A: It is also an evolution. It is also about little bit of misunderstanding of the previous articles. I was actually raising certain questions in article titled “Kashmiris trapped in deadly politics of grief must abandon macabre heroism” published in Indian Express in December 2016. The idea was that I was asking what the fundamentals of certain things happening in Kashmir are. What basically we want? Are we clear on that? Are we clear on who is our leader? Are we clear on which side we want to go because we are the same people who participate in the elections and the same people who go to the funerals? We are the same people who boycott elections and the same people who go to the polling stations. So I wanted to ask some fundamental questions that we need to bring in certain clarity about what we want. Unless and until there is no clarity there can be no strategy to achieve that and I called that “false hope”.

Q: You called people to ‘find an anchor’ with India?

A: What I said is that if you are seeking larger integration with a larger ummah, muslim brotherhood across the world you are seeking integration with the rest of the countries and by that you are basically confusing the situation because on one side you are asking that this is the demand for right to self-determination and on the other side you want to get connected to some other country. So, I was saying why we need them? Are these questions valid? Aren’t we safer with someone else then? Isn’t the status quo better then? These were actually the questions I was asking and I was fundamentally not giving an answer

Q: So, is this your clarification to all those who believed your integration theory is another “false hope”. 

A: It is not. I think it is important for leaders to raise questions. I was not a leader that time but someone who has studied Kashmir situation and is a victim too. It does not matter that I should believe in all those things. I was not endorsing the ‘integration’ with India and just posing some questions, which is the fundamental responsibility of a leader and with time people can develop answer to those questions.

Q: Do you think that anti-India struggle in Kashmir is based on a false hope and that India is never going to respect the right to self-determination (RSD) demand of Kashmiris?

A: I think there are multiple demands and multiple solutions have been offered from past so many years. I think it will be finally decided by two neighbours who are nuclear-powers and will depend on the conversation happening between them and how kashmiris figure in that conversation. So I don’t know what is going to happen in future and it is very premature to talk about this as of now.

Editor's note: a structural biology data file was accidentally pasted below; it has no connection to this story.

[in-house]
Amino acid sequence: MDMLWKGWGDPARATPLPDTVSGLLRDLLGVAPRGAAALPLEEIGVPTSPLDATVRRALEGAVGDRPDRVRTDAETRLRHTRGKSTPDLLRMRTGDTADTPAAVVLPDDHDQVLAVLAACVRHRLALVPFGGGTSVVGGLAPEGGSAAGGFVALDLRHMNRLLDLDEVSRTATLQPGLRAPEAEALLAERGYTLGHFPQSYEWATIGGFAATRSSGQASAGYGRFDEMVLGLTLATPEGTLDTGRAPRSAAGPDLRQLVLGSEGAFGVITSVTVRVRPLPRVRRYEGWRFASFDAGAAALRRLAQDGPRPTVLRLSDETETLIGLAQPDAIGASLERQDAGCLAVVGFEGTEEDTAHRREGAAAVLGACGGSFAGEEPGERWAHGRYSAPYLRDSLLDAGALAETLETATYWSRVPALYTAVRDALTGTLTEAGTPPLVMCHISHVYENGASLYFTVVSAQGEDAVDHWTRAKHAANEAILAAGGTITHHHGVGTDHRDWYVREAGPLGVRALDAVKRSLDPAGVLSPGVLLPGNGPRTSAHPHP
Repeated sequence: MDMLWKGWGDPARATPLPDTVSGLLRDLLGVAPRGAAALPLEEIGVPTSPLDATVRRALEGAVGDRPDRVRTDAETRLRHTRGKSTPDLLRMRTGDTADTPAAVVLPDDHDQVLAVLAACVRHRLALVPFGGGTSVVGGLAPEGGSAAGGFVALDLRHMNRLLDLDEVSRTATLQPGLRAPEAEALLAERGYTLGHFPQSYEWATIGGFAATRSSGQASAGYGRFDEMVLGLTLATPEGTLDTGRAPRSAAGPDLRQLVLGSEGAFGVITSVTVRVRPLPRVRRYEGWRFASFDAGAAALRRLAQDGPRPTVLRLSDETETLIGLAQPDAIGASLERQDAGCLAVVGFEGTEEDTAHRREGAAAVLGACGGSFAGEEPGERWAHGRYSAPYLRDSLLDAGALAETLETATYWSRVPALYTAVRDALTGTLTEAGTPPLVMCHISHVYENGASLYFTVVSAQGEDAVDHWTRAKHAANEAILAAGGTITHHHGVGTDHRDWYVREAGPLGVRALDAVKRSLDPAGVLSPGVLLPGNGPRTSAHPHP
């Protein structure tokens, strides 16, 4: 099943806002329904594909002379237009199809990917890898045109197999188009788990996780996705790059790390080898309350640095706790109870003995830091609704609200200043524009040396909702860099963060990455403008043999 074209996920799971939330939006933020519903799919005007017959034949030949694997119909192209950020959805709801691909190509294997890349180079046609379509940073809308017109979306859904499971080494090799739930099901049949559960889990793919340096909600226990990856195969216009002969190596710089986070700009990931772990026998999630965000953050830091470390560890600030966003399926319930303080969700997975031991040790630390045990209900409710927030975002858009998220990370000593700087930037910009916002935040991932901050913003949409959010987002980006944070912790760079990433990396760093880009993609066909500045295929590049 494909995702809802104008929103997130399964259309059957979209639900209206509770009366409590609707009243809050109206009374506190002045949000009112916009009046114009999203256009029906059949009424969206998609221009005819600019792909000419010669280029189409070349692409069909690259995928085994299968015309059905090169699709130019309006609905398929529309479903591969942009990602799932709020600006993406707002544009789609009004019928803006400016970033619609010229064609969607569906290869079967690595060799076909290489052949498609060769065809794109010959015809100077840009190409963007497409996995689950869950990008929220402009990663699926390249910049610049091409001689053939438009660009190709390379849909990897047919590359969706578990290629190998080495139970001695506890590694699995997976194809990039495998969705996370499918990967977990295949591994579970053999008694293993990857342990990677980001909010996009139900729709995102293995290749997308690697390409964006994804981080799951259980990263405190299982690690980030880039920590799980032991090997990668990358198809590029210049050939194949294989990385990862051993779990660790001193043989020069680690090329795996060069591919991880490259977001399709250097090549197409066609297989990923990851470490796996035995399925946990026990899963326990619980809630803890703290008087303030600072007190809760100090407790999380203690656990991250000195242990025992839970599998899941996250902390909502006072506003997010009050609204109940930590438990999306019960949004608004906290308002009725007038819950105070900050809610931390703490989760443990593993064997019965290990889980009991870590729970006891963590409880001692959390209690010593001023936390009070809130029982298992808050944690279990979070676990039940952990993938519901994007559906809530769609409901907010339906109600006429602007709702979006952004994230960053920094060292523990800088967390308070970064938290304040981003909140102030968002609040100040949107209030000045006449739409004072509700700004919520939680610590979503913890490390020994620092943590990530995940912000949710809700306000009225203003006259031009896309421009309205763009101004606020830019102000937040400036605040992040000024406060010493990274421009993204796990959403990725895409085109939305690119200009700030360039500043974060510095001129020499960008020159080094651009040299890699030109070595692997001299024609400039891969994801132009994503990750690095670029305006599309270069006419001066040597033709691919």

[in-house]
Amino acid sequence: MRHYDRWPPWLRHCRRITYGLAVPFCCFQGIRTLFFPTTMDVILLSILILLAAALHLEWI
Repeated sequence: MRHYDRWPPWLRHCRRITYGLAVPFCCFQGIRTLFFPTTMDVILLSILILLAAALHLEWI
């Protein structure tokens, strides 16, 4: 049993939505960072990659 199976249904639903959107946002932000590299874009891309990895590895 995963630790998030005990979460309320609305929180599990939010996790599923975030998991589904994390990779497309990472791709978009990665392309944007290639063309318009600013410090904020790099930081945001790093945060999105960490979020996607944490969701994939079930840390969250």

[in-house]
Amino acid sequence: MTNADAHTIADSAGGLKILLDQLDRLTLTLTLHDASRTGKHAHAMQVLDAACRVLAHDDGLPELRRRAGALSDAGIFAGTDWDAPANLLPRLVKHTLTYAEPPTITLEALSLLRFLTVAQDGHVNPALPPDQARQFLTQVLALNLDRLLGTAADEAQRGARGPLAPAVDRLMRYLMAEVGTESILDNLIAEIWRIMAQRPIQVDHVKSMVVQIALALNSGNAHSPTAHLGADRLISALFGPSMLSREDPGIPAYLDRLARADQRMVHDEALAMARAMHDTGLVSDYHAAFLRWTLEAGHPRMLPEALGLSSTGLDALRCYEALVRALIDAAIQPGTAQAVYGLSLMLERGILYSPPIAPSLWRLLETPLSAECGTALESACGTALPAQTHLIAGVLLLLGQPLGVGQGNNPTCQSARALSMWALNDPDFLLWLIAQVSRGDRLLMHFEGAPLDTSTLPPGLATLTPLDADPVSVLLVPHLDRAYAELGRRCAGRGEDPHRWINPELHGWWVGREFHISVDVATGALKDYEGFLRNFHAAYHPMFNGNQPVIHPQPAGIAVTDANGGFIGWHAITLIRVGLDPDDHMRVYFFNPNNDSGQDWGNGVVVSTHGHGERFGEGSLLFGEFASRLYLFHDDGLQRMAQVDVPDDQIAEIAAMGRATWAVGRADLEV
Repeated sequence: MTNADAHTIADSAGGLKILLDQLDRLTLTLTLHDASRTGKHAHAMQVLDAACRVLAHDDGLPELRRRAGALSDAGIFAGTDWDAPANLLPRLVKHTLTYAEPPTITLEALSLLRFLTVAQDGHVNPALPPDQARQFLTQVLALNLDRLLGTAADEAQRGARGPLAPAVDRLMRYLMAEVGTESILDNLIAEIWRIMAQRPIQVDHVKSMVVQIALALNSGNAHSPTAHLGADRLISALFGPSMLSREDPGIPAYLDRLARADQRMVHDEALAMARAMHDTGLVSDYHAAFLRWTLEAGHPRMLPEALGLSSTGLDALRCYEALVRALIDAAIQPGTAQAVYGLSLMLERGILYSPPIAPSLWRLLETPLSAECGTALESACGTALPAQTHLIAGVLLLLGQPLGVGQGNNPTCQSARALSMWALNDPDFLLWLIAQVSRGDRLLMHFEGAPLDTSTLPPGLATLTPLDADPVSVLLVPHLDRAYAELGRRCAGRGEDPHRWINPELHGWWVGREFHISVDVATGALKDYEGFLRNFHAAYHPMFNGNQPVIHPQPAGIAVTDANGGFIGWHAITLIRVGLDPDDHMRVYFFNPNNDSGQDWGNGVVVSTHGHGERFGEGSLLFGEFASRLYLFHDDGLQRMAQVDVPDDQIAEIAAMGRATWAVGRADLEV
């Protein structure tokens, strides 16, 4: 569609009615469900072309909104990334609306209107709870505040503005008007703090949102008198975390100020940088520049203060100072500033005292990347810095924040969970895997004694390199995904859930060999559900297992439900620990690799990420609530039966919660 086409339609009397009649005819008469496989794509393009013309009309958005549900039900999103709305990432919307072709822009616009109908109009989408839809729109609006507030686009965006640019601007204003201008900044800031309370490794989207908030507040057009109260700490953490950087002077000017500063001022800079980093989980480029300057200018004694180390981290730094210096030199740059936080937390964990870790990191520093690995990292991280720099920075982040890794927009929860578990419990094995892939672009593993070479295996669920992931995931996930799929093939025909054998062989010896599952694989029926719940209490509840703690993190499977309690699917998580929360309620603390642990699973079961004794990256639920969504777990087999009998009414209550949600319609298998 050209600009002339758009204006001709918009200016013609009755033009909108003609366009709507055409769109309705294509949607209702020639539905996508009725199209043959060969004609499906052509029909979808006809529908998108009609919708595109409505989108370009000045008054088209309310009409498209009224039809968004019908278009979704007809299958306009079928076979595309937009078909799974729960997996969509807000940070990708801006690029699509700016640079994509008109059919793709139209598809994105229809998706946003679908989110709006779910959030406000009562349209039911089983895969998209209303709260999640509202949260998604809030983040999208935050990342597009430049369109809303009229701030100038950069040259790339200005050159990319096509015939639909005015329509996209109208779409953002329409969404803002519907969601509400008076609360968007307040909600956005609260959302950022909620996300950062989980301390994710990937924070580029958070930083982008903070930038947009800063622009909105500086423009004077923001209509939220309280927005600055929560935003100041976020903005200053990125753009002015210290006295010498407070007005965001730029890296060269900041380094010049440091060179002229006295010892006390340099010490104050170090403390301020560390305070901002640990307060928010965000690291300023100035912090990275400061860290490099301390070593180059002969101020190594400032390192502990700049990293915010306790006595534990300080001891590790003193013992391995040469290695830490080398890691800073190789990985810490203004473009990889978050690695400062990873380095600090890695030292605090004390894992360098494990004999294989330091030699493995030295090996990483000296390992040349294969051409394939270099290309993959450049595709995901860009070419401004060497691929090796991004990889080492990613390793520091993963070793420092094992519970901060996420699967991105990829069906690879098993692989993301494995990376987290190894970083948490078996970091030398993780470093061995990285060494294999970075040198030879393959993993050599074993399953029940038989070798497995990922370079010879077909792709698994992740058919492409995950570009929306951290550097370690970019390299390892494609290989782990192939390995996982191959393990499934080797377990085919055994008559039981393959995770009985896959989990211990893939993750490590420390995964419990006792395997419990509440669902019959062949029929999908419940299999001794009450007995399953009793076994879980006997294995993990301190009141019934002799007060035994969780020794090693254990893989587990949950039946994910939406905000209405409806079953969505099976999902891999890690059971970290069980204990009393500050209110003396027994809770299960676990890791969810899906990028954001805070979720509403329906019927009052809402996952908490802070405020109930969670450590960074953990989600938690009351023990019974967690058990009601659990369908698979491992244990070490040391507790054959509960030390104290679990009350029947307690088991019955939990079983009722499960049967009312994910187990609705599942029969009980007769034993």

Q: NC and PDP agree to the finality of instrument of accession, Hurriyat rejects the same, what are your views on this instrument?

A: My take is that when there is a conversation on accession process we should be ready to acknowledge the ideas of those people who contest the very process by which the instrument of accession is signed. In democracy, it should be ok to engage in a dialogue with even those people who don’t agree with you. It is important that all the people with different views come together only then possibly we can reach a solution.

Q: As a new political front, how do you view “instrument of accession”?

A: As a political front I believe that all the stakeholders who have different views on the accession process should be listened to.

Q: So are you going to accumulate all those views?

A: Yeah. For us it is about facilitating a dialogue amongst the already existing views. We want to listen to both sides of the political spectrum in the state.

Q: You said “military solutions to political problems would lead to nothing but graveyards”. How will you reconcile New Delhi for this who believes only in ‘muscular policy’?

A: I think it is important for us to keep on pressurizing New Delhi that if you want to improve the situation in Jammu and Kashmir you have to climb down from this muscular policy and I am sure sooner or later that understanding is going to prevail.

Q: How do you view the solution of the Kashmir problem? Is it indispensable for peace in south Asia? What political solution you offer as an independent political ideologue?